Steve Jobs told Stanford students that when he wakes up each day he tries asking himself:
“If this were my last day on earth, would I be happy with my to-do list.”
And if his answer is “no” for three or four days in a row, he does something about it.
Well, a goal in my life is to help people explore their passions, ideally in a way that helps them make a living.
I thought I’d share three steps that I used to further my own career passions.
Ok, so let’s dig in…
It starts with picking a passion — your passion may be obvious to you ( politics, sports, medicine, photography religion) and you’re good to go.
If your passions are not obvious to you, ask those closest to you (friends, colleagues, family members) what they think.
If you still don’t know, here are two good questions to ask yourself:
For me, I picked the subject of business (that’s what I know) and in particular business advice (like much of the content found in this blog).
A friend of mine considers his passions photography and triathlons.
Your next step is to put yourself or, more specifically, your content out there.
I call these bits of content “beacons” or “knols” that you’re putting out there in the Universe.
I’m talking about journaling…but not any old journal (although that’s better than nothing)– you need to start a blog!
The reason for a blog is that it allows you to receive feedback — more on that in step 3 below.
As far as blogging tools go I recommend WordPress…it’s free and effective (check out my “7 Easy Steps On How To Set Up A Blog Using WordPress” article)
So now you start creating content. There are three types of content you can start with depending on what you’re comfortable with/best at:
You’re going to want to contribute content to your blog consistently (at least a few times a week)…some tips:
1) Re-use existing knols of content such as:
- Emails you write to friends or colleagues about the topic you’re passionate about
- Presentations/Speeches you’ve given on your topic
- Papers you wrote for school
- Opinions you have on other people’s articles/videos you consume
2) Don’t’ worry about being perfect – you can always go back and correct something.
3) Be specific (more on that later)
There are three types of feedback you’re going to want to get:
For this, I recommend you set up Google Analytics (read this 3 Easy Steps To Using Google Analytics that I wrote (includes a great video!) — Google Analytics is free and easy to use.
Google Analytics will tell you things such as:
Remember how I told you earlier to be specific in your content?
Well Google and its Google Analytics loves when you’re specific — they will tell you how many people arrived at your blog through someone Googling a specific keyword. Here are examples of how specific the search terms can be from people who searched Google and ended up here at my blog:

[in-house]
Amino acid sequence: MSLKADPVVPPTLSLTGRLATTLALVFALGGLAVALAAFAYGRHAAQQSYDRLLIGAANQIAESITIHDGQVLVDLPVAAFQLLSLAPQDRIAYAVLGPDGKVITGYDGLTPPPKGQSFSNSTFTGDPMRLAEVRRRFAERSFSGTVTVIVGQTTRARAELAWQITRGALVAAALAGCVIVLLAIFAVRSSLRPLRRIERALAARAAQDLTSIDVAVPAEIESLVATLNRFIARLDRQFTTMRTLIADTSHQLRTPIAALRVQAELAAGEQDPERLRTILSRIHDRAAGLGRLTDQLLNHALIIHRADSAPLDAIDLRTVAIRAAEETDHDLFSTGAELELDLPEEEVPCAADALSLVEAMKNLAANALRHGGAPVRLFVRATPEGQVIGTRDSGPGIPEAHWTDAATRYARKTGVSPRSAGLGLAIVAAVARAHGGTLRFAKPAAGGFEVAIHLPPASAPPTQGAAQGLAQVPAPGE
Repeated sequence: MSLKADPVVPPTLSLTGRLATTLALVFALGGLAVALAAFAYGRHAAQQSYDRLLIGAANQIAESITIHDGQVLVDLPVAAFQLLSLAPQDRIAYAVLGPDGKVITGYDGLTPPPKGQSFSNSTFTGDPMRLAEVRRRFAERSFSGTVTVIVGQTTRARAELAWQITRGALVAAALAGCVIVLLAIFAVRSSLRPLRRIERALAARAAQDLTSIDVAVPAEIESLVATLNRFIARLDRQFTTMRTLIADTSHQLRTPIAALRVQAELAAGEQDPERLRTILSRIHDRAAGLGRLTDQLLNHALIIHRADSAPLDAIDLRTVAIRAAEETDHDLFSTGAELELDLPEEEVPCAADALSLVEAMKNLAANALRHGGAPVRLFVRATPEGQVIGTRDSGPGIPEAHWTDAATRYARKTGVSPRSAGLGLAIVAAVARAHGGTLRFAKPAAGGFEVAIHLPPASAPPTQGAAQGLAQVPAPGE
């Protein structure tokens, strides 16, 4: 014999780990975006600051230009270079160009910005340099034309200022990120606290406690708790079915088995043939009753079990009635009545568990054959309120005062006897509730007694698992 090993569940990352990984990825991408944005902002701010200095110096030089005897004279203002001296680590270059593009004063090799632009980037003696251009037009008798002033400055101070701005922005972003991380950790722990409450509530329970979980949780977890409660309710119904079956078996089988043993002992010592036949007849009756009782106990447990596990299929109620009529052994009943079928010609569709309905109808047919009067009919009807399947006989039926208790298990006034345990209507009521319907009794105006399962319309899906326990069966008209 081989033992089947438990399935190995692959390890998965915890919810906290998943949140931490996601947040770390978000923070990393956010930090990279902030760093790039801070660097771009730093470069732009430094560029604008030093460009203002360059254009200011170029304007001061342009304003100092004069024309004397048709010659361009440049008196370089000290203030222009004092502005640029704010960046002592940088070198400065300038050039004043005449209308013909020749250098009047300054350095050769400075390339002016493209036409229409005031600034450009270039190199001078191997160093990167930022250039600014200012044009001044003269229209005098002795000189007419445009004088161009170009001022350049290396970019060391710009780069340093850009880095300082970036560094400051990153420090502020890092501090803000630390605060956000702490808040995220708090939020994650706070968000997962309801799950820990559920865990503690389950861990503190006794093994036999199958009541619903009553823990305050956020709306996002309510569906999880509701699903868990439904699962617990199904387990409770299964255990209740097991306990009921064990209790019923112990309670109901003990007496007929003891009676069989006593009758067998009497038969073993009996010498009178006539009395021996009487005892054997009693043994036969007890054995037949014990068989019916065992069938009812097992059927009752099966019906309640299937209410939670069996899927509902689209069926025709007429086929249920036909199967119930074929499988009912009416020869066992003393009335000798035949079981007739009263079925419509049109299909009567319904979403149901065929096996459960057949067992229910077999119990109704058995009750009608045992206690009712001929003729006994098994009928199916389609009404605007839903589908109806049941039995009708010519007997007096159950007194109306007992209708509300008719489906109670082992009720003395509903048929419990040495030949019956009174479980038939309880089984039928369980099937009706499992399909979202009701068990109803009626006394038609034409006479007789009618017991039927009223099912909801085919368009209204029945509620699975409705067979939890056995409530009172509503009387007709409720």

The more specific the better!
This allows you to hear what people think about your content
It’s really fun to get real people talking to you
And anyone who takes the time to comment on your blog is someone who could be a customer, partner or even friend.
Comments are fairly standard in WordPress blogs you set up but make sure to pay attention to it (especially moderating the comments (you may get some spam) and replying back to commenters).
What is an affiliate program you may ask? Basically, it allows you to sell other people’s products and receive a commission (Read Affiliate Marketing Programs: Tips From A Veteran Q&A I did with a colleague).
The best example of an affiliate program is Amazon’s – they allow you to easily link to products that they sell and receive around 4% to 8% commissions if anyone clicks through to Amazon and buys something.
It’s tough to get rich from affiliate marketing (5% of a $20 book you link to only gets you $1 in commissions) (read this Myths of Blogging I wrote)…
…but it is a super-useful to get a sense of what types of things your readers like to buy.
Ideas for Amazon products that might be related to your blog topic include:
What were some “ah-hahs” from my blog experience…and how did it help me develop my passion?
Well, I chose to write about business as I mentioned. Here’s some feedback I received:
I wrote about Personality Types in business (80% of my traffic came from about just 15% of my postings (those postings took me just a weekend and I have blogged 120 other postings and no other articles came close in volume) (read Pareto’s 80/20 rule).
I had NO idea that
I chose not to pursue personality types…but it’s a nice option to have
I sold 14 different types of products; half of the sales were items I never wrote about (Amazon gives you credit for whatever they buy once they click your link (for that visit)
The most practical learning I had is that one of the most popular keywords people search on that leads to a visit to my blog is “Careers.”
I had never thought of Careers as being a topic that I was much of an authority on, but clearly Google disagrees and sends much of the Web universe searching Careers my way.
In fact, I began coaching more people on their careers after that and realized I do enjoy it.
Final thoughts: If you follow the 3-step plan above I think you’ll make enormous gains in understanding what career passions to pursue.
It’s not easy, but it’s worth it.Tweet 2 Comments